Through their Corridor Development Initiative, MPC identifies vacant properties in communities and, with the assistance of architects and designers, works with community residents to help them understand the development process, including market conditions in their area, as well as issues of density and transit-oriented development. The MPC team works with residents to articulate a vision by providing tools to conduct “table-top” charrettes. After participating in a three-day charrette session, residents are able to make recommendations about land development, during the critical community input phase of an RFP in ways that expand and strengthen a community’s role and voice in the redevelopment of their neighborhoods. The redevelopment of Graeme Stewart School, a former Chicago Public School in Uptown, is an example of this initiative.
From the other side, as Rob Rose pointed out, strong community input forced the City of Chicago to abandon plans to allow the Lucas Museum to be built on Chicago’s lakefront.
One of several around the country, the Cook County Land Bank is relatively new—established only four years ago. They focus on acquiring distressed real estate and vacant land, and remove barriers to redevelopment, such as back taxes and code violations, the things that preclude developers or potential homeowners from wanting to invest in a property. They return the properties or land to productive use by opening up and democratizing access to property. Initially, land banks were set up as a “sweetheart deal” for developers, giving them the opportunity to aggregate land and put big development project in place. The purpose was to allow aggregation for a select few.
The Land Bank’s philosophy is that it takes a big village to redevelop. To give everyone access, they are intentional about removing barriers to owning. As Rob noted, “government agencies like process.” But the Land Bank’s process is straightforward: they will sell a house or property one time to anyone who has the funds. If the owner fulfills their promise, they can have a second property. With a good track record, they can get a third. There is no need to go through credit checks; they do background checks only for financial, identity, or credit theft. Other criminal records do not preclude people from buying a house. Their process is simple and straightforward, yet radically different from conventional city or state agency processes for acquiring delinquent properties.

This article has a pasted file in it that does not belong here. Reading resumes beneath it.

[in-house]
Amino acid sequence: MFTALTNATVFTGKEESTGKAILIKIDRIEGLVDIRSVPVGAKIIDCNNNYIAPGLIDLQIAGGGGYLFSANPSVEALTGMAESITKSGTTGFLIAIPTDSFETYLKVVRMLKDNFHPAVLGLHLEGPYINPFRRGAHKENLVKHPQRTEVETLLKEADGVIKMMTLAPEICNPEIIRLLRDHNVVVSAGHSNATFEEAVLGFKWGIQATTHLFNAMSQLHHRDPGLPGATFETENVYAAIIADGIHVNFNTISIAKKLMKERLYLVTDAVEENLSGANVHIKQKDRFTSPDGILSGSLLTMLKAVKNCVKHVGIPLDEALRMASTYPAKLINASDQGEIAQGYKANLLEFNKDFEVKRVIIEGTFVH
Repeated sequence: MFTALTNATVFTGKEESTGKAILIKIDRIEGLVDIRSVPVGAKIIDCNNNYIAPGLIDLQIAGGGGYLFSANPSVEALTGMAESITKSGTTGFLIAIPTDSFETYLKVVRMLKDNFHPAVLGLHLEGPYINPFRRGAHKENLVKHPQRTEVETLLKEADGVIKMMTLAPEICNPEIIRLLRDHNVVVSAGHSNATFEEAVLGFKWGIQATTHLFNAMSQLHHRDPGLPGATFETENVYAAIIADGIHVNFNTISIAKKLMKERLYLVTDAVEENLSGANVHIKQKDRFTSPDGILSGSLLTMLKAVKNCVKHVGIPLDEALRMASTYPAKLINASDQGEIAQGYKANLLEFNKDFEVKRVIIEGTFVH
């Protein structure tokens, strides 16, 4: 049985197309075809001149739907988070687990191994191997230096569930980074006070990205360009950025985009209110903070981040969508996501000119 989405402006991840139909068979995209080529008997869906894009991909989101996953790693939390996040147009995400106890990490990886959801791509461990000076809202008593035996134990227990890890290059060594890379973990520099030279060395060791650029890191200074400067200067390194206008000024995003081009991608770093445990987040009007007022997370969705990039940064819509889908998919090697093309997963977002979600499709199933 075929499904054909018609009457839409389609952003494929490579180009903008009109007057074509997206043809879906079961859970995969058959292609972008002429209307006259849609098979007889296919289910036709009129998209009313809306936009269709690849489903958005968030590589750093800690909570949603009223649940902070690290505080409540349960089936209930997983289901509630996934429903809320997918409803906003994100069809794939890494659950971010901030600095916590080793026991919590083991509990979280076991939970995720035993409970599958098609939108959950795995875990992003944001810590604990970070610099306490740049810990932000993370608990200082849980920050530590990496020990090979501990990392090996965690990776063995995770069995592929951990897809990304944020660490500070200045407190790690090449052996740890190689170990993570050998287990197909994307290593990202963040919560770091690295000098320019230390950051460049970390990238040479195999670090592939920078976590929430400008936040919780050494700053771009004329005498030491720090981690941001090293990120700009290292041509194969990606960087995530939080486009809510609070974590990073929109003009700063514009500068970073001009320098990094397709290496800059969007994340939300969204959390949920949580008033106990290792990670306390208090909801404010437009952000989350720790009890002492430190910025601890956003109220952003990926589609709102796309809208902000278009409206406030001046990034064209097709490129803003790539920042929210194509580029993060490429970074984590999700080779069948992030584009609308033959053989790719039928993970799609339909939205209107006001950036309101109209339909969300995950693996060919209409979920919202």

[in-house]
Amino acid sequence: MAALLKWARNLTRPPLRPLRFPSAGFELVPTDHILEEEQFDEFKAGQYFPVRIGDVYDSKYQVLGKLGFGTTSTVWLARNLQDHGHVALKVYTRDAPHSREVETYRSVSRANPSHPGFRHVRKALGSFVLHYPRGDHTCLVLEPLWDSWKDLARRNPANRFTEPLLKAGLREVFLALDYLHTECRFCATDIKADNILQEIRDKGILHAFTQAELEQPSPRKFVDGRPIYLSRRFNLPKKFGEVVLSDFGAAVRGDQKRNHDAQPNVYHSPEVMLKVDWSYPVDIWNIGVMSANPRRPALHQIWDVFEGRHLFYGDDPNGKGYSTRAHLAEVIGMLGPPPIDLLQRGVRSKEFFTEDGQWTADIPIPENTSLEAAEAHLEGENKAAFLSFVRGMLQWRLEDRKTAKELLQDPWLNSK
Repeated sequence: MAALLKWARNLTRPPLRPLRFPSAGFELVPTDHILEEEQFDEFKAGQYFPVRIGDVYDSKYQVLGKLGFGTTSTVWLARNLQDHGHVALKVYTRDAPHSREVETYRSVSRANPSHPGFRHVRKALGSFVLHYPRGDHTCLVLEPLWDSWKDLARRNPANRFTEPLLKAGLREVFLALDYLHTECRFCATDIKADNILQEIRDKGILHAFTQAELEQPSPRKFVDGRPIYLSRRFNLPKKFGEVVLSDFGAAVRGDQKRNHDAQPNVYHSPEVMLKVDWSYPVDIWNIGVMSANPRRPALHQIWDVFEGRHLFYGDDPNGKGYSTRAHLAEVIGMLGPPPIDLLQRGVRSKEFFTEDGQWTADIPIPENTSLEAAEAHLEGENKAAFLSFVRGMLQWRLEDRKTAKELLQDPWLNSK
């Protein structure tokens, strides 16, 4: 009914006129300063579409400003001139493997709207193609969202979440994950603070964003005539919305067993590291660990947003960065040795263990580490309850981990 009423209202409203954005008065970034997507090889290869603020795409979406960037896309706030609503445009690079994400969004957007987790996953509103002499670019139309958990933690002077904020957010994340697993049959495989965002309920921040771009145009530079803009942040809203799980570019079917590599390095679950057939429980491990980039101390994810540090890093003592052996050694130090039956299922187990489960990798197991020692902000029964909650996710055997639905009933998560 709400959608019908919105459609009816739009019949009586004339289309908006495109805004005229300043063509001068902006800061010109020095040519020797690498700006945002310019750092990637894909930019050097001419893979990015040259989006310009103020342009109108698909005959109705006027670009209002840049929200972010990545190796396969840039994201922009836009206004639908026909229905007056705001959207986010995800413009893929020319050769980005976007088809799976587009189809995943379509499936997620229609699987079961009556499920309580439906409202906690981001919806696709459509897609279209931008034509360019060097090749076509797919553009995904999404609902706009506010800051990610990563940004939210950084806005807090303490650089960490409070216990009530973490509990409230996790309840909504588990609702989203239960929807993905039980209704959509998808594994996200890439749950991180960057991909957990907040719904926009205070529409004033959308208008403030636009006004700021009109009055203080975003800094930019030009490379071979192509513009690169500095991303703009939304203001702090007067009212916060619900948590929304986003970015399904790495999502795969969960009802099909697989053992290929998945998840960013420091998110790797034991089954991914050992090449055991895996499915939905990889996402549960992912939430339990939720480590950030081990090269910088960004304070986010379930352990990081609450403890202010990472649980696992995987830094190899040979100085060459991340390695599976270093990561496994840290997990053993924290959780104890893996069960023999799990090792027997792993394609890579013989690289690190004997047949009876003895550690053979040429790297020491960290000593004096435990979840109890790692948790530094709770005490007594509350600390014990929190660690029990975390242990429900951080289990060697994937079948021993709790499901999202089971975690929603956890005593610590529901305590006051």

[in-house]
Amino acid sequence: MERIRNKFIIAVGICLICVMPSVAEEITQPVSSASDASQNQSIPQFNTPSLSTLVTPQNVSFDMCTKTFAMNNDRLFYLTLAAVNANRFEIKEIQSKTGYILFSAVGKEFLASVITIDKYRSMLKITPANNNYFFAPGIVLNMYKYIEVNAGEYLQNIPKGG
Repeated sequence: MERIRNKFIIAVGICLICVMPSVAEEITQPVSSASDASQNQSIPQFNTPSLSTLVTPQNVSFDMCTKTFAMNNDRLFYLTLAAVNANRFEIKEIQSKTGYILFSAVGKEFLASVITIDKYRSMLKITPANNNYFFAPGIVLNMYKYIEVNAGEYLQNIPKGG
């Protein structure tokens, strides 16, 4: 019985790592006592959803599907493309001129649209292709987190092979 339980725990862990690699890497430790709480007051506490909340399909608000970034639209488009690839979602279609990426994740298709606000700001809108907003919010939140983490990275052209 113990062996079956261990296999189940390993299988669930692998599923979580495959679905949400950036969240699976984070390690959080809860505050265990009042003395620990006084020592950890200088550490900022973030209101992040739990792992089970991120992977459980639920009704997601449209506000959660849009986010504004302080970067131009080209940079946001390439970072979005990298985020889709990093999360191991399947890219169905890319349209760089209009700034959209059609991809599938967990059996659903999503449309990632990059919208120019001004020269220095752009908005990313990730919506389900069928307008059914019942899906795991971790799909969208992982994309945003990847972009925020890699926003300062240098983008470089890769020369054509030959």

They serve primarily the South and West Sides of Chicago, and more than 60% of people they serve are people of color. They are trying to make their impact broad. “We would rather have one hundred people doing one project than one person doing a hundred projects,” Rob said. Typically, in a city, one or two people or entities with access continue to be fed development opportunities. They acquire property and amass wealth, while making decisions that cause disinvestment in certain communities. The Land Bank system allows access to any qualified individual with capital or access to capital, including people who pool resources, to acquire property. The Land Bank primarily sells properties at five, 10, and 20 thousand dollars. Because of state regulations designed to ensure people don’t easily lose their property, it can take time to acquire delinquent or abandoned properties.